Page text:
That said, if you’re dealing with an already established team and you’re noticing that negative conversations are taking place more frequently, or problems are being identified without solutions being brought to the table, it’s possible that you’re dealing with an energy bandit. Take a step back and try to be objective in your reflection of the situation.
By stopping and assessing where the negative energy is coming from, you can determine if it’s one person that’s poisoning the workplace atmosphere, or a group of people who are potentially congruent in the negative vibes that are being transmitted. Because negative emotions can move quickly in a virtual environment and influence easily, it can zap motivation and momentum before you even know it’s an issue. This is why it’s best to be highly attuned to the team’s morale – if someone is not contributing to a positive morale, it may be time to have a conversation with them to find out what’s happening with them and why.
It’s important to note that there’s a difference between negative energy and constructive feedback. Sometimes a negative outlook is appropriate to the situation. Sitting back and listening, as well as asking open ended questions and repeating what you think you’ve heard are all good ways to determine clarity around if someone is being negative, or if their points are a legitimate point of conversation.
In virtual environments, we frequently don’t have cues such as facial expression and body language. We frequently make our own interpretations based on our assumptions about who is saying it and the situation being dealt with. Listening intently and asking for clarification are good ways to determine if negative energy is seeping in, or not. If you determine that the person is being negative, acknowledge their concerns and change the group focus to developing solutions to the issues. Guide the team towards thinking of what will work, versus what won’t work and why.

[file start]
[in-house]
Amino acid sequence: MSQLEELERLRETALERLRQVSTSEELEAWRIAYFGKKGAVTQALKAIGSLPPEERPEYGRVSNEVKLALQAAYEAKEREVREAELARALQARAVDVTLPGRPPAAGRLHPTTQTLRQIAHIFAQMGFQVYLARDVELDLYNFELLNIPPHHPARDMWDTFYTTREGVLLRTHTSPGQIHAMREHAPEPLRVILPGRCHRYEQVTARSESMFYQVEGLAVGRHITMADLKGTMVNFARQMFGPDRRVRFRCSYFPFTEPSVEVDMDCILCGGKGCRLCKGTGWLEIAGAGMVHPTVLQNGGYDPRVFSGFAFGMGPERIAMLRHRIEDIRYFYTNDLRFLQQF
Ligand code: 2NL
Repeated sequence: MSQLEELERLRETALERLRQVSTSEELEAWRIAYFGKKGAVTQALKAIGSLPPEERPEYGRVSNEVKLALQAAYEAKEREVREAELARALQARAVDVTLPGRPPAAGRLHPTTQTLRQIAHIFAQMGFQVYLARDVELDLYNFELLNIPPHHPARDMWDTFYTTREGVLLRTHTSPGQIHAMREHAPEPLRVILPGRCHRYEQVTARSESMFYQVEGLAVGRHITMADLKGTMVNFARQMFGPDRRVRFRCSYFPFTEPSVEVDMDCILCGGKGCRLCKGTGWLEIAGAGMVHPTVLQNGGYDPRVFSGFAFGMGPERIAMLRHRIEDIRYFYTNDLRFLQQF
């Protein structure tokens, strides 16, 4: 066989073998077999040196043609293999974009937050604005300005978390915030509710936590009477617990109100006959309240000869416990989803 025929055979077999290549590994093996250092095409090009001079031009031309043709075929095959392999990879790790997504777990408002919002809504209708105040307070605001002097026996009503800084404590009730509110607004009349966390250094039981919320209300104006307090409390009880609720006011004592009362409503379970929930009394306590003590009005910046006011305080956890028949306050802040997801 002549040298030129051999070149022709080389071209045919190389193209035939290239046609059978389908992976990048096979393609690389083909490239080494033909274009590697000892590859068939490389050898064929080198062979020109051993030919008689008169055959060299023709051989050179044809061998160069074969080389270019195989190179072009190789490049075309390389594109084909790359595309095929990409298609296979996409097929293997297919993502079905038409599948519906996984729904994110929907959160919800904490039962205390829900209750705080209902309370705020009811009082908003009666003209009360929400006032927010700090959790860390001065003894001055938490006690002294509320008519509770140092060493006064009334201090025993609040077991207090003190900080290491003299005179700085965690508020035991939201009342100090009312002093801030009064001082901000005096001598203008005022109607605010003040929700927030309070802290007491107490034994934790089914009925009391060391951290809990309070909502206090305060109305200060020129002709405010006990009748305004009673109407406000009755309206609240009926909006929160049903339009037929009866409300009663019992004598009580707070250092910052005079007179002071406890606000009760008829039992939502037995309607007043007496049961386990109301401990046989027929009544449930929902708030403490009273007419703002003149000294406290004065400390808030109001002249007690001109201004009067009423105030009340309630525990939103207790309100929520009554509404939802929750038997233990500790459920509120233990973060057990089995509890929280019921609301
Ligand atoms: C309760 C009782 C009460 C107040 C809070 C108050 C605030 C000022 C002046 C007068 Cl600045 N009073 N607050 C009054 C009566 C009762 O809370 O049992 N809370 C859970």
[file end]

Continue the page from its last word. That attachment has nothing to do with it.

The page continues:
Being mindful of what you are bringing to the team, as well as the energy you feel circulating in the virtual atmosphere isn’t easy. The more you practice, the better you will get but seeing progress may take some time. Also, distractions can easily derail even your best intentions, so it’s important to stay focused on what you want to achieve with your team in respect to the energy going in and coming out of the work.
Often, when we experience set-backs, we allow negative talk to invade our thoughts and we get derailed. When there’s a hitch in the plan, instead of derailing, try focusing on what is working to bring that positive energy back in. Publilius Syrus, a 1st century BC Latin writer is said to have written, “Anyone can hold the helm when the sea is calm.” By bringing your positive energy to your work, you can hold the helm regardless of what the sea is serving up.
Visit us in two weeks when we look at techniques to manage negative energy on your team. We’d love to hear from you on what you struggle with, or if you have ideas on how to respond to negative energy – drop us a line!